Friday, 27 April 2012

The Distant Hours ~by Kate Morton

Edith Burchill, the main character in Kate Morton's latest novel, 'The Distant Hours', tells us that when writing a book, an author should only write to please herself; that that is the most important thing.  It is clear that Morton follows her own good advice and this novel is simply decadent in its dreamy, past-caring, pace.  It is true that there are pages and pages of detailed descriptions, which some readers might find too slow-moving, but on balance, I have concluded, that when the language is this scrumptious, what is the point of rushing?

Morton has once again, succeeded in writing a book that takes the reader on a journey into the mysterious world of forgotten stories and burning secrets.  For anyone who loves the books of the Brontes, this will be an enjoyable read for you.  The references to 'Jane Eyre' are manifold as are the similarities.  Here we are presented with a mad man in the attic instead of a mad woman.  Abandoned weddings and children are central to both plots, as is the fire motif that cleverly balances the images of water in Morton's text.  Madness, too, and the plight of inherited mental instability, features greatly in each of these dark, gothic tales.
Indeed, both plots are also greatly influenced by a mishap with letters: a cruel aunt keeps news of a fortune from reaching an impoverished Jane, while a lost post-bag delays vital news from reaching Edith's mother for some 40 years. We are told too that the main character loves 'Jane Eyre' and never travels without it.  It is her favourite book.  It seems that she and author Kate Morton have a lot in common.  
Morton herself tells the reader in the introduction that the idea of the story began with three women living in a castle.  Like the witches in Macbeth, these characters have a huge part to play in the story.  Yet this is the story of Edith Burchill, who is researching Milderhurst castle, home of the three Blythe sisters, where her mother was placed during the evacuation of London children during the Second World War.  The plot moves back and forth between the modern day and the early 1940s, as we try to piece together the events in the lives of the castle inmates.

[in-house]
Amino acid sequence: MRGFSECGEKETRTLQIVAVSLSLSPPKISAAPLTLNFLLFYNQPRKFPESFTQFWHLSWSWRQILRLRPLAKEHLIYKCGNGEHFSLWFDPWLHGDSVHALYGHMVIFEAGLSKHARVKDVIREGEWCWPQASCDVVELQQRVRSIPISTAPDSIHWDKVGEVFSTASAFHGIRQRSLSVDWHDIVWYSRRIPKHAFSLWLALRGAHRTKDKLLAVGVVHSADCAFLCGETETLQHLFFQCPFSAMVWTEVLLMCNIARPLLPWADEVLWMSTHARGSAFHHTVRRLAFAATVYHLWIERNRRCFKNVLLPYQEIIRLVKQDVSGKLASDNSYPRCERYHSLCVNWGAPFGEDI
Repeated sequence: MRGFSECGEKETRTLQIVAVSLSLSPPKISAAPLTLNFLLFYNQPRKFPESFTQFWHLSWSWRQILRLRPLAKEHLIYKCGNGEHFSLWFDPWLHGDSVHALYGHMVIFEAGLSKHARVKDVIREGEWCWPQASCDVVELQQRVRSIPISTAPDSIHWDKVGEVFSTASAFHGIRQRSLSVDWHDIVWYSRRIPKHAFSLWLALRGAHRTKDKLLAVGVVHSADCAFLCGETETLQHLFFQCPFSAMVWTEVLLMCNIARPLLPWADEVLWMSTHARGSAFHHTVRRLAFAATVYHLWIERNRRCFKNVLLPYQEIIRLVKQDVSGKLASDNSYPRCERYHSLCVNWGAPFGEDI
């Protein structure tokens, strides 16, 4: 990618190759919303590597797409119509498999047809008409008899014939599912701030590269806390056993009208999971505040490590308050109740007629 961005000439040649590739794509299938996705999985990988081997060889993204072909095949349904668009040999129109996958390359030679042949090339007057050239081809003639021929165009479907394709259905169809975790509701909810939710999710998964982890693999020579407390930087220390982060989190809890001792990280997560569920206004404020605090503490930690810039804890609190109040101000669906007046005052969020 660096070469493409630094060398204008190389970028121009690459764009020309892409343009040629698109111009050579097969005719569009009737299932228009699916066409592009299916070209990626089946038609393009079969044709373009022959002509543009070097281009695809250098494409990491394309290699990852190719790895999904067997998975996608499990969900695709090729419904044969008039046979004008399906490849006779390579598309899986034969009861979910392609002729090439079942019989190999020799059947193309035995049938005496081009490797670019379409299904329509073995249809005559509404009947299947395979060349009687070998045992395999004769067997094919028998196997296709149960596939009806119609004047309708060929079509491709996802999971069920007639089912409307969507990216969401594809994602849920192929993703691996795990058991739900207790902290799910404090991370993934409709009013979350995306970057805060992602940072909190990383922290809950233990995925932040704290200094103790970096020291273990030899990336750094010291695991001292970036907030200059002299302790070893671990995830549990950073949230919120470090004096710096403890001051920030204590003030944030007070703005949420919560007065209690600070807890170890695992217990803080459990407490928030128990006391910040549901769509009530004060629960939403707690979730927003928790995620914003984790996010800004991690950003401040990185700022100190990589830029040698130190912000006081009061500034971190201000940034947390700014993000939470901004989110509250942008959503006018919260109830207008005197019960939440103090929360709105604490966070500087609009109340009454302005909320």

Key to all of this is the father of the three women; Raymond Blythe, the eccentric author who wrote his famous book entitled 'The Mud Man' in the Milderhurst Tower.  And here we find another important theme of the novel; the love of books and how important books can be in a person's life.  Edith has been inspired to follow a life as a publisher because of this children's book, and the lives of all three women are directly altered because of it.  It is the one thing that links all the main characters in the book.  This journey into meta-fiction is one that will please any avid reader immensely.  The book is mostly about the power and joy of books, about what it is to be a writer and  to be gifted with words.  It considers how books and stories can change your life, pull families together and drive them apart.
For some uncanny reason, this is the third book in a row that I have recently read that features a set of twins in the storyline.  This time we are presented with Persephone and Seraphina Blythe; the practical and the artistic twins, much in the same vein as the Jane Austen 'Sense and Sensibility' sisters, Eleanor and Marianne Dashwood.  They are joined by a younger sister, Juniper, whose long-lost love is the great mystery at the heart of this novel. These three characters, along with Edith and her mother, make up a matriarchal cast of characters.  As such this the novel can be viewed as a girl 'buddy novel', with little room left for romantic sub-plots.  Female relationships, especially those between mother and daughter, and between sisters, is at the heart of this novel.  But isn't that what we love in a good read?
This is a great book to sit back and wallow in. Nothing is skimmed over and it is clear, from the detailed descriptions and languid prose-style, that Morton is following her own advice and writing the book that she would like to read.  The delicious thing is that we get to do the same and join her in this scrumptious feast.  If you like to gobble-up books  in a rush, then the slow-thrill of Morton's number-one-best-selling-novel will be simply lost on you.  Literary gorging is not recommended here.  Take your time and enjoy it. And when the stones of Milderhurst tower finally hold forth their secrets, they will find you dawdling around the old castle moat savouring the delight that is the unspoken promise of 'The Distant Hours'.

1 comment:

Anonymous said...

This sounds like a fantastic read... don't think I've come across one negative review of this title yet.